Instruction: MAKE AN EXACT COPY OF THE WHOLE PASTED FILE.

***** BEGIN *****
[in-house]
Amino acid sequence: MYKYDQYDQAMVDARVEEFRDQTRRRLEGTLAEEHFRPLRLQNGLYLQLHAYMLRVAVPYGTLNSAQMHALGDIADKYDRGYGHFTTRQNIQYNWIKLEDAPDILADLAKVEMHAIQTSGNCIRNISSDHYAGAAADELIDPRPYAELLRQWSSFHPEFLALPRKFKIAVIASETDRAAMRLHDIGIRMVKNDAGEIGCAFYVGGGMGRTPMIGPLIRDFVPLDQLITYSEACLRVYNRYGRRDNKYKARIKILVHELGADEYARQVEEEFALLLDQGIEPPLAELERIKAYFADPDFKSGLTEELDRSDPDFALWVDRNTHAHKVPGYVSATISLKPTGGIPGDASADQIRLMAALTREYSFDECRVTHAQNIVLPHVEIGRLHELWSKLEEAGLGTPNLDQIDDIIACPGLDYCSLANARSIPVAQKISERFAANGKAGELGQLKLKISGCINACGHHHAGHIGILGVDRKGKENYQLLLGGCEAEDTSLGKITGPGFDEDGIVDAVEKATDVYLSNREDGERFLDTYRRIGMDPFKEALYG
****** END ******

[in-house]
Amino acid sequence: MYKYDQYDQAMVDARVEEFRDQTRRRLEGTLAEEHFRPLRLQNGLYLQLHAYMLRVAVPYGTLNSAQMHALGDIADKYDRGYGHFTTRQNIQYNWIKLEDAPDILADLAKVEMHAIQTSGNCIRNISSDHYAGAAADELIDPRPYAELLRQWSSFHPEFLALPRKFKIAVIASETDRAAMRLHDIGIRMVKNDAGEIGCAFYVGGGMGRTPMIGPLIRDFVPLDQLITYSEACLRVYNRYGRRDNKYKARIKILVHELGADEYARQVEEEFALLLDQGIEPPLAELERIKAYFADPDFKSGLTEELDRSDPDFALWVDRNTHAHKVPGYVSATISLKPTGGIPGDASADQIRLMAALTREYSFDECRVTHAQNIVLPHVEIGRLHELWSKLEEAGLGTPNLDQIDDIIACPGLDYCSLANARSIPVAQKISERFAANGKAGELGQLKLKISGCINACGHHHAGHIGILGVDRKGKENYQLLLGGCEAEDTSLGKITGPGFDEDGIVDAVEKATDVYLSNREDGERFLDTYRRIGMDPFKEALYG